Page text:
Over the past few years, the marketing of expensive films has fallen into a predictable rhythm: the teaser trailers, the posters, the flashy websites, all building over a period of several long months before the eventual release of the movie itself.
Film promotion has become such a practiced art that it could even be argued that the run-up to a film’s release can be a bigger deal than the movie itself; the anticipation builds and builds over a year or more of casting announcements, cool images and snippets of tantalising footage, and then – just like that – the movie’s out and our attention’s diverted elsewhere.
When it comes to drumming up interest in films, the San Diego Comic-Con is now one of the major tools in a film studio’s arsenal. The convention’s been going since 1970, yet its scale and impact has mushroomed in recent years, as attendances have swelled and studios like Marvel and Warner Bros. have begun to use the event as a platform to build excitement for their future releases.
One of the most popular ways of getting visitors to Hall H in a lather is to show off some previously unseen footage – and why not? Showing off a few minutes of, say, some early Godzilla sequences is a sure fire way of getting people talking about your film a whole year before release. And if people are talking about your film, you can bet that some of them will soon be writing about them on the web – and thus the snowball starts to gather momentum.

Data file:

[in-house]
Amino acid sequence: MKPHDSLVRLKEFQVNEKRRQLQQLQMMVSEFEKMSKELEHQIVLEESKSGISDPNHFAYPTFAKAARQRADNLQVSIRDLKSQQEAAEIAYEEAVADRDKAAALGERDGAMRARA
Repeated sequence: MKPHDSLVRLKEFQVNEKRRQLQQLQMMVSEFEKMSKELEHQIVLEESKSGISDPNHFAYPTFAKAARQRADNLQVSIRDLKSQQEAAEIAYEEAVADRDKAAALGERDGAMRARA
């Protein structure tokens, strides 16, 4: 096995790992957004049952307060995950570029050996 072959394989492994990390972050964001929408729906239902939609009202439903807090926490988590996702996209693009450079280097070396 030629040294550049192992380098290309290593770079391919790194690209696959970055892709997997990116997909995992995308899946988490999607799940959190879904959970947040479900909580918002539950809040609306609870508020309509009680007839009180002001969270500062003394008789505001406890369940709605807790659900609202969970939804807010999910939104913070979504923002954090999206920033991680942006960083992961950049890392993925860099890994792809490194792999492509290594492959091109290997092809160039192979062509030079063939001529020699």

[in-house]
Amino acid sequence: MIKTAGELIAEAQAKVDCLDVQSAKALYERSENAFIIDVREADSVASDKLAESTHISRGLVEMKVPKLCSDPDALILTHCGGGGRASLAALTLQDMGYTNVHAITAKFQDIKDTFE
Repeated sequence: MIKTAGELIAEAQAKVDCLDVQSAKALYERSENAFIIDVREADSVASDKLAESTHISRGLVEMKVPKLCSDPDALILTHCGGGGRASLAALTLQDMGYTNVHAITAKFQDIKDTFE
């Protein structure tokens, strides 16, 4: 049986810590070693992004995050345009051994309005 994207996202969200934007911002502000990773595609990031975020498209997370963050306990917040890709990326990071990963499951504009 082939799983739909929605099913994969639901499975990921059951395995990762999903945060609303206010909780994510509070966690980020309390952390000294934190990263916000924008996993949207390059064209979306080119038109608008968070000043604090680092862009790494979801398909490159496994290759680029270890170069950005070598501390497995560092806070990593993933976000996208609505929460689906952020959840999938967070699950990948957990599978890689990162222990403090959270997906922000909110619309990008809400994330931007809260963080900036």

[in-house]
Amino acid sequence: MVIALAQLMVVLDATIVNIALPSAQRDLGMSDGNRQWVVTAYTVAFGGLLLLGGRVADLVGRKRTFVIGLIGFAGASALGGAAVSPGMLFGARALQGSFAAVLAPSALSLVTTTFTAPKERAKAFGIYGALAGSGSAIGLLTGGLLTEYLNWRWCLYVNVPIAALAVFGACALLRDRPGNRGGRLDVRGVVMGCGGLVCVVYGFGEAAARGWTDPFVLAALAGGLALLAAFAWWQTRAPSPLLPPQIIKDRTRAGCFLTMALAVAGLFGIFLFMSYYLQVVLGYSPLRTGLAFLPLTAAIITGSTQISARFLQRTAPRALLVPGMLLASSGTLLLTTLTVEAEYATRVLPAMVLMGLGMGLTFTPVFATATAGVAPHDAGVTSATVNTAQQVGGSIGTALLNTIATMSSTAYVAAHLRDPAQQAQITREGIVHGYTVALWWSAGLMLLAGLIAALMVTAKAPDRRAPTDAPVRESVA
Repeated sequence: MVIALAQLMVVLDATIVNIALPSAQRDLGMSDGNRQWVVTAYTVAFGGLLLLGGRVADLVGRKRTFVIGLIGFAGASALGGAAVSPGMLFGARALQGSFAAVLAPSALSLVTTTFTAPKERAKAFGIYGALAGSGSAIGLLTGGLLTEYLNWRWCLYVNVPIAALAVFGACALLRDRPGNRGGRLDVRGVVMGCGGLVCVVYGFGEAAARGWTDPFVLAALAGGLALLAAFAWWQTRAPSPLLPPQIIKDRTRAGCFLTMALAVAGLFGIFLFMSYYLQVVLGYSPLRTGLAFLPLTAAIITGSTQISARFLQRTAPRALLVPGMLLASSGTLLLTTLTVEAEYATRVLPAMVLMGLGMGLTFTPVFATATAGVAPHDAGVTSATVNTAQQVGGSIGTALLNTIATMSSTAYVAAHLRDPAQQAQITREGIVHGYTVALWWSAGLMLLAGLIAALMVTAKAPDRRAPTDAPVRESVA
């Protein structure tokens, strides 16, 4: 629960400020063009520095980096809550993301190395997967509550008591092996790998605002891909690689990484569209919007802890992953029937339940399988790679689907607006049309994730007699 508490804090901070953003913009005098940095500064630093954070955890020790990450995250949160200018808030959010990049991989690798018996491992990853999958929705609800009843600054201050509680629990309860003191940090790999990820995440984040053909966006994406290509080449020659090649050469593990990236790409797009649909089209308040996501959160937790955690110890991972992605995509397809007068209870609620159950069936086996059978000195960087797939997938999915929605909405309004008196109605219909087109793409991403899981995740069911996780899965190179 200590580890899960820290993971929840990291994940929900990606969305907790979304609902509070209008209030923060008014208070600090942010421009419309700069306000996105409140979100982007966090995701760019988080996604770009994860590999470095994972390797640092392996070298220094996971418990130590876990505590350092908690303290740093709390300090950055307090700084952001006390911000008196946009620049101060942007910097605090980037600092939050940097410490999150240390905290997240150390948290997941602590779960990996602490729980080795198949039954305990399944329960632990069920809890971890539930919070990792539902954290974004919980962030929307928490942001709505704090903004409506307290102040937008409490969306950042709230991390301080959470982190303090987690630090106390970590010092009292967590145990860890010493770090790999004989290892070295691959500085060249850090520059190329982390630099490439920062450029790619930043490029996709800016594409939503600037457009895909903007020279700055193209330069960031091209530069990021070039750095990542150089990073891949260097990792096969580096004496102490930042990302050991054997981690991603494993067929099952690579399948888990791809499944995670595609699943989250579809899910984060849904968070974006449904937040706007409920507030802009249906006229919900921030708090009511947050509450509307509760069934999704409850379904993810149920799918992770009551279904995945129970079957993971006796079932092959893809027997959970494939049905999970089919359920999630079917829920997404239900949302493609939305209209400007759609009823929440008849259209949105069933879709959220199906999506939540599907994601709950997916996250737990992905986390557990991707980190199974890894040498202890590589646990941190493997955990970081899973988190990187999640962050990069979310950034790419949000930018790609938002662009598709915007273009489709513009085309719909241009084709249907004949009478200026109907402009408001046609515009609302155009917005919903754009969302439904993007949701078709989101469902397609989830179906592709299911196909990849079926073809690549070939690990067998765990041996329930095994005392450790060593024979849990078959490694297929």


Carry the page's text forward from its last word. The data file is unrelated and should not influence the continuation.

But as we’ve seen time and again, showing off early footage or exclusive trailers comes with a built-in risk: leakage. Even though every screening begins with pleas for visitors to put away their phones, it’s inevitable that someone will whip out a mobile phone, take a sneaky video and upload it to the web.
This year’s Comic-Con alone saw footage of Warcraft, Deadpool, Suicide Squad and X-Men: Apocalypse all leak online. That this happened isn’t a surprise. What is surprising is how publically annoyed studios seem to have been by it all. Consider Warner as one example: shortly after the footage of Suicide Squad leaked, the studio put an official version of the footage online. Simultaneously, it released the following statement:
Warner Bros Pictures and our anti-piracy team have worked tirelessly over the last 48 hours to contain the Suicide Squad footage that was pirated from Hall H on Saturday. We have been unable to achieve that goal. Today we will release the same footage that has been illegally circulating on the web, in the form it was created and high quality with which it was intended to be enjoyed. We regret this decision as it was our intention to keep the footage as a unique experience for the Comic Con crowd, but we cannot continue to allow the film to be represented by the poor quality of the pirated footage stolen from our presentation.
You don’t need us to point out the grumpy tone of those words. Nor has Warner Bros. been alone in voicing its irritation at this latest batch of leaks. X-Men: Apocalypse producer Hutch Parker said this to Collider about the early appearance of his film’s promo footage:
“I don’t actually think it’s good marketing. Leaking footage a year in advance of a movie’s release is not such a good thing. The reason you don’t see footage out that far is you run the risk of it getting stale.”